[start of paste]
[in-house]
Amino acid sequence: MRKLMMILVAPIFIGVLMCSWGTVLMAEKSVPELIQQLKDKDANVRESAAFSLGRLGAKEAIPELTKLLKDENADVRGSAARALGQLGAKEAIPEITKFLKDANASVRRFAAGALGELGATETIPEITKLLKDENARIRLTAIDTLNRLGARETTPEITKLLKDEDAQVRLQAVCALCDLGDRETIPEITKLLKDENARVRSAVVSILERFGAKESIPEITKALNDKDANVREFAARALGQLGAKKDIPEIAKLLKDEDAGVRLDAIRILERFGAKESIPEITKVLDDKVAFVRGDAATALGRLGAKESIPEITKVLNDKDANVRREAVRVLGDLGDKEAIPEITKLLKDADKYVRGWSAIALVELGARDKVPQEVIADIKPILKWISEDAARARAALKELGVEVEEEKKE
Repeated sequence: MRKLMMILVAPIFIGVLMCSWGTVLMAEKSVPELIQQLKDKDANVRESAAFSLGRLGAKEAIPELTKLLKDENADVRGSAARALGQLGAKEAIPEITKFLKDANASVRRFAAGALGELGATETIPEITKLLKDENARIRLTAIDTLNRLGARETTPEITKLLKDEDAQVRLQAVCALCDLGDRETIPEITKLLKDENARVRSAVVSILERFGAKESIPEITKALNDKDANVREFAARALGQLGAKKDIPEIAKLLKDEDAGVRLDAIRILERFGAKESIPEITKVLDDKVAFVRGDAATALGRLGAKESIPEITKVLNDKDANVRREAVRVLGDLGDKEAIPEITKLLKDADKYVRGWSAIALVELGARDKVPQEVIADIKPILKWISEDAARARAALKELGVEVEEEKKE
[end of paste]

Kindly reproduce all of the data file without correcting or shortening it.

[in-house]
Amino acid sequence: MRKLMMILVAPIFIGVLMCSWGTVLMAEKSVPELIQQLKDKDANVRESAAFSLGRLGAKEAIPELTKLLKDENADVRGSAARALGQLGAKEAIPEITKFLKDANASVRRFAAGALGELGATETIPEITKLLKDENARIRLTAIDTLNRLGARETTPEITKLLKDEDAQVRLQAVCALCDLGDRETIPEITKLLKDENARVRSAVVSILERFGAKESIPEITKALNDKDANVREFAARALGQLGAKKDIPEIAKLLKDEDAGVRLDAIRILERFGAKESIPEITKVLDDKVAFVRGDAATALGRLGAKESIPEITKVLNDKDANVRREAVRVLGDLGDKEAIPEITKLLKDADKYVRGWSAIALVELGARDKVPQEVIADIKPILKWISEDAARARAALKELGVEVEEEKKE
Repeated sequence: MRKLMMILVAPIFIGVLMCSWGTVLMAEKSVPELIQQLKDKDANVRESAAFSLGRLGAKEAIPELTKLLKDENADVRGSAARALGQLGAKEAIPEITKFLKDANASVRRFAAGALGELGATETIPEITKLLKDENARIRLTAIDTLNRLGARETTPEITKLLKDEDAQVRLQAVCALCDLGDRETIPEITKLLKDENARVRSAVVSILERFGAKESIPEITKALNDKDANVREFAARALGQLGAKKDIPEIAKLLKDEDAGVRLDAIRILERFGAKESIPEITKVLDDKVAFVRGDAATALGRLGAKESIPEITKVLNDKDANVRREAVRVLGDLGDKEAIPEITKLLKDADKYVRGWSAIALVELGARDKVPQEVIADIKPILKWISEDAARARAALKELGVEVEEEKKE